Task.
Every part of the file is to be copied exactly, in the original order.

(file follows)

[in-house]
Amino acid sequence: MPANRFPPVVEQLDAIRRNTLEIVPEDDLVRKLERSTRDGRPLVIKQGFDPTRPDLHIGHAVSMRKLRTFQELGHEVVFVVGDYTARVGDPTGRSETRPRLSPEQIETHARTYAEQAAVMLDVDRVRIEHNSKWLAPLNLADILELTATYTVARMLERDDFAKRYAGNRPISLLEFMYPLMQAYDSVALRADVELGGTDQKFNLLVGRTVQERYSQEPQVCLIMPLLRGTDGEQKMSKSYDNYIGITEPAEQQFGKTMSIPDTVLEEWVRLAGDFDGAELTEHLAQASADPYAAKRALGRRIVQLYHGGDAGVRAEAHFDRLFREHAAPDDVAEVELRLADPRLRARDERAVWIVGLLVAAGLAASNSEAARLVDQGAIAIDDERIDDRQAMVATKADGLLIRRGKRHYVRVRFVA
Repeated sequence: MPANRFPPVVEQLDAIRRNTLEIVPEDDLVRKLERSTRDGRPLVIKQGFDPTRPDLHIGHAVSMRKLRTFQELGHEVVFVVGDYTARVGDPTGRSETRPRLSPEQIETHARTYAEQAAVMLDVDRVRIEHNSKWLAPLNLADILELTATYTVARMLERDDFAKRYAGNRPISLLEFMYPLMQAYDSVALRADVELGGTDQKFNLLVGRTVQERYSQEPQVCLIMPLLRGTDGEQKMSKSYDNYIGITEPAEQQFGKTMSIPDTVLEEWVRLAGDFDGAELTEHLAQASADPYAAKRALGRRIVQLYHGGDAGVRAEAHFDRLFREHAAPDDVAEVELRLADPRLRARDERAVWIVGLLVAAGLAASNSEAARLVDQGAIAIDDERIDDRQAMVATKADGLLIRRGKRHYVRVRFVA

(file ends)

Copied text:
[in-house]
Amino acid sequence: MPANRFPPVVEQLDAIRRNTLEIVPEDDLVRKLERSTRDGRPLVIKQGFDPTRPDLHIGHAVSMRKLRTFQELGHEVVFVVGDYTARVGDPTGRSETRPRLSPEQIETHARTYAEQAAVMLDVDRVRIEHNSKWLAPLNLADILELTATYTVARMLERDDFAKRYAGNRPISLLEFMYPLMQAYDSVALRADVELGGTDQKFNLLVGRTVQERYSQEPQVCLIMPLLRGTDGEQKMSKSYDNYIGITEPAEQQFGKTMSIPDTVLEEWVRLAGDFDGAELTEHLAQASADPYAAKRALGRRIVQLYHGGDAGVRAEAHFDRLFREHAAPDDVAEVELRLADPRLRARDERAVWIVGLLVAAGLAASNSEAARLVDQGAIAIDDERIDDRQAMVATKADGLLIRRGKRHYVRVRFVA
Repeated sequence: MPANRFPPVVEQLDAIRRNTLEIVPEDDLVRKLERSTRDGRPLVIKQGFDPTRPDLHIGHAVSMRKLRTFQELGHEVVFVVGDYTARVGDPTGRSETRPRLSPEQIETHARTYAEQAAVMLDVDRVRIEHNSKWLAPLNLADILELTATYTVARMLERDDFAKRYAGNRPISLLEFMYPLMQAYDSVALRADVELGGTDQKFNLLVGRTVQERYSQEPQVCLIMPLLRGTDGEQKMSKSYDNYIGITEPAEQQFGKTMSIPDTVLEEWVRLAGDFDGAELTEHLAQASADPYAAKRALGRRIVQLYHGGDAGVRAEAHFDRLFREHAAPDDVAEVELRLADPRLRARDERAVWIVGLLVAAGLAASNSEAARLVDQGAIAIDDERIDDRQAMVATKADGLLIRRGKRHYVRVRFVA